If you run a poll among long-time runners, concrete surfaces will usually emerge as the least preferred terrain to run on. Estimated to be 10 times harder than asphalt surfaces and of course grass, concrete roads and pavements are infamous for causing injuries, though studies in the field are not conclusive. What is certain, however, that concrete surfaces can tend to send more shocks up your body with each stride, and improper running form and technique can greatly increase your chance of injuries. At the same time, most city dwellers who don’t like treadmill running have little choice but to fall back on concrete pavements for their training, and several big-city marathons feature long stretches of concrete as a part of the route.
While the largely flat and unvarying character of concrete can contribute to faster times, training for these races can be challenging, and one needs to ensure they are preparing for the surface, as well, as the distance. Here are a few ways to ensure that you get the best out of your training while running on particularly hard surfaces, while remaining injury free.
Wear the right shoes
Your feet are going to need all the protection they can get while pounding a concrete pavement, so go with a pair that is flexible, has all-round cushioning and absorbs shocks effectively. This is especially important for those unused to running on such surfaces. Stick to shoes that are designed for road running – these come with a thinner tread and extra cushioning to support the impact of running on hard surfaces. It’s also important to replace your shoes once the elasticity starts wearing off – this will happen every 800-900 km – to ensure that your feet remain protected at all times. Once your feet are accustomed to running on hard concrete, you may switch to racing flats for faster times.
Train as per the race
There’s no getting around training in concrete if the better part of the race you’re preparing for is on a similar surface. Just like you must train the distance you’re aiming to finish, similarly, it pays to workout in conditions that are as close to race day as possible. As you inch closer to the date, increase your hours on concrete and make it a part of your training at least 2-3 times a week, and include concrete or hard surfaces during your long runs. Even as you taper in the days before the race, ensure you are getting enough mileage on concrete.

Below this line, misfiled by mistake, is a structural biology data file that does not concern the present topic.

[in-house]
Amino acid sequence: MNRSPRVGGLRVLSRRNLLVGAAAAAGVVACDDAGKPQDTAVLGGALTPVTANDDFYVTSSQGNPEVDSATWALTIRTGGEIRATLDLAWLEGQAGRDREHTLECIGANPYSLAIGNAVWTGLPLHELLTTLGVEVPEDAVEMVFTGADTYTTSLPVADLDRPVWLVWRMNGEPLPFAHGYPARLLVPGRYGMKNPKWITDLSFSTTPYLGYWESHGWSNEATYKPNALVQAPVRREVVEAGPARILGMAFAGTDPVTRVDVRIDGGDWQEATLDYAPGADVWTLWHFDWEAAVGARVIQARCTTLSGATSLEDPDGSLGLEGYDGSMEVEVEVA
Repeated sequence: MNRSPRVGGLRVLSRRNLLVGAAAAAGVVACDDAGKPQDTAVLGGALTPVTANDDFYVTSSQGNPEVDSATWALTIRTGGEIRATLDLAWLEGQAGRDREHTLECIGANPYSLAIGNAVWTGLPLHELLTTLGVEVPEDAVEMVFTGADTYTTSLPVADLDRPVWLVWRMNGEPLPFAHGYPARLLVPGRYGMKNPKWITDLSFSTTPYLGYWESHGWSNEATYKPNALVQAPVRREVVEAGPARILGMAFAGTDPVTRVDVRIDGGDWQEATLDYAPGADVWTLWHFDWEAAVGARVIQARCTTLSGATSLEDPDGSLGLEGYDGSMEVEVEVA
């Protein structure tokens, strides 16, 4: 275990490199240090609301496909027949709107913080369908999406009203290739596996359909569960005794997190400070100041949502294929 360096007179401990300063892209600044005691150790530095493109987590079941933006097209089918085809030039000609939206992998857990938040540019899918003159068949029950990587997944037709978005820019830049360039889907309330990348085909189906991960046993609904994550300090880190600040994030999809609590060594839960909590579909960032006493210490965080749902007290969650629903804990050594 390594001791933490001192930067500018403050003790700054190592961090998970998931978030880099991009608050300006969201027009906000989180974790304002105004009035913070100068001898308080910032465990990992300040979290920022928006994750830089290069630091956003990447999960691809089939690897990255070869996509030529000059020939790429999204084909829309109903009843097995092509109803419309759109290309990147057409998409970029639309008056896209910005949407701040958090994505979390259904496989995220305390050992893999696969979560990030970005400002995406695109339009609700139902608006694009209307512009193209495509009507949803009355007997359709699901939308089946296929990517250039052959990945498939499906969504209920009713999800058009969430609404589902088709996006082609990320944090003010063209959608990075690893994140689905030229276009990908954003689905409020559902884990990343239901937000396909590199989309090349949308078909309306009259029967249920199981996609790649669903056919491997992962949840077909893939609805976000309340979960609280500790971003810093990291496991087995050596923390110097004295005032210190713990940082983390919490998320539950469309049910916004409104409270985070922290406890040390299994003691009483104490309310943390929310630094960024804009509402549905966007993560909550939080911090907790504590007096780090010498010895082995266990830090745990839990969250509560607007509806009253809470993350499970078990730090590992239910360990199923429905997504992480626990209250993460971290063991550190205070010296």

Warm up strong
Warming up is particularly important while training on hard surfaces to get your muscles and joints used to the impact that will follow. Pursue a routine of knee-to-chest workouts, ankle rotations and dynamic stretches, followed by aerobic routines like spot jogging to increase your heart rate and loosen up your muscles. You’ll feel the impact after the first few practice sessions, but your body will eventually get used to the surface and respond to your training. Recovery after concrete runs is equally important to be in shape for your next session. Foam rollers, ice baths and gentle yoga poses can go a long way in easing the stress on your muscles after such training. Your joints and muscles need time to recover from the pounding they receive, so never over-train on hard surfaces.
Perfect your form
It helps to remember that concrete by itself does not cause injuries; poor running form on the surface does. Improper technique coupled with the hard surface can make you vulnerable to shin splints and stress fractures. Pay particular attention to how your foot lands in every stride, and train yourself to avoid forceful landings or over striding, which leads to buckling of your knees. Keep your strides short and try to evenly distribute your landing weight on the forefoot and ball of the foot, this minimizing the impact on your heels. Similarly, maintain proper running posture; stand tall and lean forward without bending at the hips, and use gravity to ‘pull’ yourself forward along the course.